LOS ANGELES (CBSLA) — Carolyn thought it was her lucky day when she got a series of text messages that said she had been selected to receive money from EDD, California’s Employment Development Department.
“I filled out my name and social security number,” she said. “And asked how much I was getting a month, and I put that in.”READ MORE: Sean Penn Refuses To Return To Set Unless Crew Fully Vaccinated
Carolyn is already receiving unemployment payments in her home state of Nevada, which is why she didn’t question communication about additional payments — even if it was allegedly coming from a different state.
“But then when they sent me another text message…asking me for my driver’s license and a selfie, that’s when I got suspicious,” she said.
The thieves were likely trying to use Carolyn’s image and identity to get around EDD’s identity verification system, ID.me.
When asked whether she was concerned about the information she did give to the scammers, she said, “I was scared, and I still am.”
Despite living in Nevada, Carolyn has a Seattle area code for her cell phone number. Just like a man named Dave who contacted CBS2’s Kristine Lazar after receiving a series of text messages this week from someone claiming to be a lottery winner.
“And they wanted to send 500 people $10,000 dollars,” Dave said.
So Dave sent a photo of his driver’s license and a selfie.
“The thought was there all along that this may be a scam,” he said. “But, I mean, I had hoped. I am struggling right now.”READ MORE: Remains Found In Ballona Wetlands ID’d As Missing Woman Kolby Story
But then the scammer told Dave something that set off alarm bells.
“I was going to get a text from a different site, and I was supposed to ignore that,” he said.
That text was from a legitimate source. It was ID.me asking Dave if he had logged into EDD. That’s when Dave knew he had been had.
In a statement, ID.me CEO Blake Hall said:
“These individuals are victims of a scam known as social engineering, an attack where a criminal tricks an individual into handing over their personal information and taking a selfie under false pretenses like getting a job or winning prize money. This is not a technical attack. The real owner of the identity was verified. But, they were fooled.
The “N” response in the text message also clearly shows that ID.me’s anti-fraud controls are working. Similar to how a bank will notify an individual of suspicious activity on their credit card, ID.me notifies people when their identity is used at a government agency. These texts pierce the scam to alert the owner of their identity of how it was actually used. In this case, ID.me quickly blocked this scam and reported the fraud to CA EDD after the individual reported unauthorized use. Nationwide, ID.me receives more than 200 SMS N responses each day and automatically suspends the associated accounts while alerting involved government agencies.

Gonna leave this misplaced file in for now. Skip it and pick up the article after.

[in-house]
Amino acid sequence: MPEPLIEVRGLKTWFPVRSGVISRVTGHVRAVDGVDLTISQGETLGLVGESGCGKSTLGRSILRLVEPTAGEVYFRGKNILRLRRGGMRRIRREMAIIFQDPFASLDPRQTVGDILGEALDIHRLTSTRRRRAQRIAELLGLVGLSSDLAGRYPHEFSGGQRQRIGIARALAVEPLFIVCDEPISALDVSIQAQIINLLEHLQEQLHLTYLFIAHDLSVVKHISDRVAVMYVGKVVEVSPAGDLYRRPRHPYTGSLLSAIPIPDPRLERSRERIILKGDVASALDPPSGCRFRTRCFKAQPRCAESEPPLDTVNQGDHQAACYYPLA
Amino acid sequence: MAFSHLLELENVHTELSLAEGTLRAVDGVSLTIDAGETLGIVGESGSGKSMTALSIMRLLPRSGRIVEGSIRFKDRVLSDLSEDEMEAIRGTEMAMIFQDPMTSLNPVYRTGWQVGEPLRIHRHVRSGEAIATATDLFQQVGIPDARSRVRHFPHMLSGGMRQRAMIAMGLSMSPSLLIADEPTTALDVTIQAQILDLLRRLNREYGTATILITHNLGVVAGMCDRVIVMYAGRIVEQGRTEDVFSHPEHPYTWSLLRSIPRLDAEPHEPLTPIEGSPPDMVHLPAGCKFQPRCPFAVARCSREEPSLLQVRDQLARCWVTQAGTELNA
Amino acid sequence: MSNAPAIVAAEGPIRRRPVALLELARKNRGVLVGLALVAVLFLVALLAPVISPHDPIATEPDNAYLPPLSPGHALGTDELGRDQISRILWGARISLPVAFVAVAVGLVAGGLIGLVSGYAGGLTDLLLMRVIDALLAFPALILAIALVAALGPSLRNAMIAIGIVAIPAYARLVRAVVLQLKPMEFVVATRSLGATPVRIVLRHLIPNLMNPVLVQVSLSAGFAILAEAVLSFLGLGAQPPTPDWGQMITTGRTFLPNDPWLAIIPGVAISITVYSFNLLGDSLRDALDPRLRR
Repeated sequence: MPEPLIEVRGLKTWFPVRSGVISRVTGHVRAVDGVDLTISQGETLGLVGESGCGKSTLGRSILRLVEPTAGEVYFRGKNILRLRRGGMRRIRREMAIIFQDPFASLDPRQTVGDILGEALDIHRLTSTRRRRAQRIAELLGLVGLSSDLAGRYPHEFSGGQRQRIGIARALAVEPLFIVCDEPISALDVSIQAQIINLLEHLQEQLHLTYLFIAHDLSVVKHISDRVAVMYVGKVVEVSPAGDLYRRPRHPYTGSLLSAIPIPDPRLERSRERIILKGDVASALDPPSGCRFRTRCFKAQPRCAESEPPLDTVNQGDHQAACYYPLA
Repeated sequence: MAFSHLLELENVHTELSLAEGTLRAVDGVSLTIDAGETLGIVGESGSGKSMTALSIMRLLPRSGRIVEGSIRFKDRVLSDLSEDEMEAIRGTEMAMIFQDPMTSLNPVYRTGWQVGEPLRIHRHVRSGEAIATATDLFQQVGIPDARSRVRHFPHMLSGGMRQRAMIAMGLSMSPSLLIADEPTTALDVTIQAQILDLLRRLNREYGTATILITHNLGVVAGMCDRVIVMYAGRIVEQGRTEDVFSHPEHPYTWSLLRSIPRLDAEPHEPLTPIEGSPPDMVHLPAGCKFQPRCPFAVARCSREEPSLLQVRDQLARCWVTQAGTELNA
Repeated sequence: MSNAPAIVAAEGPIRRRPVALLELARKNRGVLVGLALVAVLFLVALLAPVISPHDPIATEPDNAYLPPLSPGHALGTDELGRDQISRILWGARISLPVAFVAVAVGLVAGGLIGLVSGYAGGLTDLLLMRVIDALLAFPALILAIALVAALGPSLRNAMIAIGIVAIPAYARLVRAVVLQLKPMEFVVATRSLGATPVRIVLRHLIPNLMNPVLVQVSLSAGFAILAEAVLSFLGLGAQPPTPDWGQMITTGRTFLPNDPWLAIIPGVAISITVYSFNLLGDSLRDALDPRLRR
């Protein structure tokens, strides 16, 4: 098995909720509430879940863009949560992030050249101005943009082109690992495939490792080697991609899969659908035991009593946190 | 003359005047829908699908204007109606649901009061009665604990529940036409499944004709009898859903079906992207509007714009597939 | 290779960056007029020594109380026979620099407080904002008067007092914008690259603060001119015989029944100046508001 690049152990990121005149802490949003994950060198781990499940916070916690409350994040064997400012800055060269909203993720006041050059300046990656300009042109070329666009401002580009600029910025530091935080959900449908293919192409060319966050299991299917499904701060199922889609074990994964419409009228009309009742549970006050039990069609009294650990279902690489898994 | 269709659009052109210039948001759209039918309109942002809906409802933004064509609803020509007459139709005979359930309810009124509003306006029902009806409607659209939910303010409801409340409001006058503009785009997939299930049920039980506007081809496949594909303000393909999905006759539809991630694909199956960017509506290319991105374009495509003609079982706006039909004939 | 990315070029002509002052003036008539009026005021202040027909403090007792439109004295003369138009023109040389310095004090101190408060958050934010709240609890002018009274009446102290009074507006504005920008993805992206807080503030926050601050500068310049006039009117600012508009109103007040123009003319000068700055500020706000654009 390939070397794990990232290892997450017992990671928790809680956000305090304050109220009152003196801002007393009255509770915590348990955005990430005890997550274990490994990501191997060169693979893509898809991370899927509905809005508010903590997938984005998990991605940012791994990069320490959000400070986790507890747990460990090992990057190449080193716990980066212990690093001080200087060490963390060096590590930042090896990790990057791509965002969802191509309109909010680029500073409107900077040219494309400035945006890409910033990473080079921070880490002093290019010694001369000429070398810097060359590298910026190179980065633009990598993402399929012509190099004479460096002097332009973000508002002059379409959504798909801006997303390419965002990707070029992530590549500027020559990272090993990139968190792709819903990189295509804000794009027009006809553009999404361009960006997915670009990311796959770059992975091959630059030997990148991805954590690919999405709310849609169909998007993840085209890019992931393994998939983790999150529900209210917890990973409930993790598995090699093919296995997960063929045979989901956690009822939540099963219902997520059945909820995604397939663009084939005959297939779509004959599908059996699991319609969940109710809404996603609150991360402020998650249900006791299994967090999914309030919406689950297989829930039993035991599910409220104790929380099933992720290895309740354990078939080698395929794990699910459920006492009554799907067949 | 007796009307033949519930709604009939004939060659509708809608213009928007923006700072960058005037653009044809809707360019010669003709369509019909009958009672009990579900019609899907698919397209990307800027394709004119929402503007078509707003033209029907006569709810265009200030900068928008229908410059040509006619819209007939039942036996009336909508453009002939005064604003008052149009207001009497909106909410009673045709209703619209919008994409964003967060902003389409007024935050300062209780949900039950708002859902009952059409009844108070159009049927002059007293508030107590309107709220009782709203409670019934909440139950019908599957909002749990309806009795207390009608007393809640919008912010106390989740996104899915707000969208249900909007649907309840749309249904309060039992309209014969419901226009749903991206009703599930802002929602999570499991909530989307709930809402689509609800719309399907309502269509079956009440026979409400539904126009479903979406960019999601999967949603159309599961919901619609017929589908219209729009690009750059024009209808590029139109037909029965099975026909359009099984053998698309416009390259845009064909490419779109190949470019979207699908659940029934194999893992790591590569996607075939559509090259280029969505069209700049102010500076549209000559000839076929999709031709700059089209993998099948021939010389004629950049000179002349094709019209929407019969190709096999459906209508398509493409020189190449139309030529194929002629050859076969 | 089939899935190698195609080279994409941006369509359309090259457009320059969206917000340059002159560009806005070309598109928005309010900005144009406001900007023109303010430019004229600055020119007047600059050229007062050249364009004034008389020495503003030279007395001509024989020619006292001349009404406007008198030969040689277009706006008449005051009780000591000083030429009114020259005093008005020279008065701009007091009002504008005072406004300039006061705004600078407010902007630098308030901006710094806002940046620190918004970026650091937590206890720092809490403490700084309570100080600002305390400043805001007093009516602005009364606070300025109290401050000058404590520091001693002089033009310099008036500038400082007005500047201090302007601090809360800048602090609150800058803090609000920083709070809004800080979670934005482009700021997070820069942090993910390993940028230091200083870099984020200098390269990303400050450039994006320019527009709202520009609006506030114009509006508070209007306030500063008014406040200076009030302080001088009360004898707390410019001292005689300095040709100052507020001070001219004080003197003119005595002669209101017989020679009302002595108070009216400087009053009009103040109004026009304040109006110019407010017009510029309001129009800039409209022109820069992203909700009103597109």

Social engineering is a disturbing form of fraud because the attacker preys upon a human’s inherent willingness to trust another person. These attackers will often prey upon vulnerable populations like lonely people who believe they have found a romantic interest online. By following the federal guidelines for identity verification, NIST 800-63-3 Identity Assurance Level 2, and adding authorized use notifications, ID.me has prevented tens of billions of dollars of unemployment benefits fraud across the country.”
As for EDD, the department released a statement that said:
“There have been aggressive scammers at work through this historic pandemic. The EDD has been sharing warnings on our website, news release, social media and other outreach and education efforts.”MORE NEWS: Horse Airlifted To Safety After Falling Into Ravine In San Diego County's Carmel Valley
EDD also said people can get more information about avoiding scams on the department’s Help Fight Fraud webpage. The department has also released a fact sheet titled “What You Should Know About Unemployment Scammers” to help people protect themselves against those who attempt to impersonate EDD and ID.me.